Generalized epilepsy has been found to be the most common kind of epilepsy in many paediatric, and adult population studies [20, 21, 22]. This was found to be the case among patients in this cohort, a significant proportion of whom had generalized seizures due to structural abnormalities. This observation would be reflective of the fact that members of the cohort attended an urban medical facility where appropriate neuroimaging facilities were available. Data from various parts of rural Kenya regarding children with epilepsy indicate that generalized seizure are the most easily identifiable seizure presentations in the community. [37, 38]. Studies which reported higher prevalence of focal onset seizures also reported a higher incidence of acute symptomatic seizures in a malaria endemic area. [39]. A multi-site population study in the country may help elucidate the distribution of epilepsy seizure types better.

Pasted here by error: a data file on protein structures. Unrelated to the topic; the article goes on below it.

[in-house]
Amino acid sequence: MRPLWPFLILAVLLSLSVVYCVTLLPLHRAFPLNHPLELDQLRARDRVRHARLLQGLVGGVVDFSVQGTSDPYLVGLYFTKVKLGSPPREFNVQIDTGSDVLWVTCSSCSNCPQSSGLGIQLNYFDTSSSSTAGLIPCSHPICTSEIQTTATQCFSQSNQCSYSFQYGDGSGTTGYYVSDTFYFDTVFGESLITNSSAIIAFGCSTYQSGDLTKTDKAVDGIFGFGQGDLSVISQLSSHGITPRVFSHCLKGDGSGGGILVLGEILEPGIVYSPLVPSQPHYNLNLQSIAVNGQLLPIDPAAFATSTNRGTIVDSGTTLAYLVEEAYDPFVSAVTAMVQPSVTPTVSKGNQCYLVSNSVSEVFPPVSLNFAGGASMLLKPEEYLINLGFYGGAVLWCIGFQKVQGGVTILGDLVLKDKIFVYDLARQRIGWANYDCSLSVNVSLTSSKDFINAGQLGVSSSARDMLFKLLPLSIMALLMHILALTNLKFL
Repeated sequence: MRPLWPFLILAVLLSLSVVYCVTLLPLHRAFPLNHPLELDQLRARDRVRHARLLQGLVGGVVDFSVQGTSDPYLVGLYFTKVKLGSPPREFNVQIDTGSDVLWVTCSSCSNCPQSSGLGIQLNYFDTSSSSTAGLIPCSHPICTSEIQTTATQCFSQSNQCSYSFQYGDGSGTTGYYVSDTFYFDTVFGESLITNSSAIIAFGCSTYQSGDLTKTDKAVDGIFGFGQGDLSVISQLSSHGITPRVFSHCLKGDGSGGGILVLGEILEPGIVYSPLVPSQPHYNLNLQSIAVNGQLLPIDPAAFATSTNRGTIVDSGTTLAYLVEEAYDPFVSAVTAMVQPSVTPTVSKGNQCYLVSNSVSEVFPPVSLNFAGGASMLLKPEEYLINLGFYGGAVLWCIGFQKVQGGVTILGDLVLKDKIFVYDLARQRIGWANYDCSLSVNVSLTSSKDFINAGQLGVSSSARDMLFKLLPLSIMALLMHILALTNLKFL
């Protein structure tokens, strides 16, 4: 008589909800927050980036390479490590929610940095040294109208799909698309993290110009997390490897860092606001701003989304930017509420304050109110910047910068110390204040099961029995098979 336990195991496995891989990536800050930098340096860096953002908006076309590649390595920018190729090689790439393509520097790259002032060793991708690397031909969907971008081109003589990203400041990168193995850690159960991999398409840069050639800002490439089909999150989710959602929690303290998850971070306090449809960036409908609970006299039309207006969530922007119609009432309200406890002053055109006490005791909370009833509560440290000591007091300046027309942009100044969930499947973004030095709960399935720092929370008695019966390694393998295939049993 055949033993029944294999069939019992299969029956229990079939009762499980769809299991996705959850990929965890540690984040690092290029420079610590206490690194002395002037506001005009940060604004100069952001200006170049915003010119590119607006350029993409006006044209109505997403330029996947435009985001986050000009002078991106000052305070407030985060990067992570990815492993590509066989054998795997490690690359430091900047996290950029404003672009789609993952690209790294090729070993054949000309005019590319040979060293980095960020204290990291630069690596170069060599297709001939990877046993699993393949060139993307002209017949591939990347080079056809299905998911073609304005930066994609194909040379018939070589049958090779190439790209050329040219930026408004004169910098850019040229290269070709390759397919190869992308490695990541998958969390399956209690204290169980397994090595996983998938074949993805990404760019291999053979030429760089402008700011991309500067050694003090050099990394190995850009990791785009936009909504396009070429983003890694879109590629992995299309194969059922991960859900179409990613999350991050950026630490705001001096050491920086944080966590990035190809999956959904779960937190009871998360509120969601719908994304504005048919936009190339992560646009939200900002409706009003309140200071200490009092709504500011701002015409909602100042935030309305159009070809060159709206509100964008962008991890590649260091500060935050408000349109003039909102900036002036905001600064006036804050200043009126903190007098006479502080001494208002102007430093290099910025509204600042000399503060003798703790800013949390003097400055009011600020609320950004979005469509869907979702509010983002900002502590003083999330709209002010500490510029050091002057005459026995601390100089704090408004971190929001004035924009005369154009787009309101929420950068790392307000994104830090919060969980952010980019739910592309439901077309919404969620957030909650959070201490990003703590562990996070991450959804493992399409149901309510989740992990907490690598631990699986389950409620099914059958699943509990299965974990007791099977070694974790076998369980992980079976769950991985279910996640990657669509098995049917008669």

Generalized epilepsy of unknown cause was the second most frequent type of epilepsy observed in this cohort. Other studies in Africa have also demonstrated that the cause of epilepsy can frequently be unknown [40, 41, 42]. Inability to determine the cause of epilepsy is largely due to financial and diagnostic limitations at the point of care [18]. Further, genetic and metabolic testing is not available locally and performance of these tests by overseas healthcare partners is associated with significant financial costs and time delays as has been our experience. This is particularly noteworthy when considering that Kenya's per capita GDP in 2016 was USD 1,410 [43], meaning that patients lacking medical insurance cover would struggle to access requisite tests such as the early infantile epileptic encephalopathy sequencing panel that costs USD 2000 on average.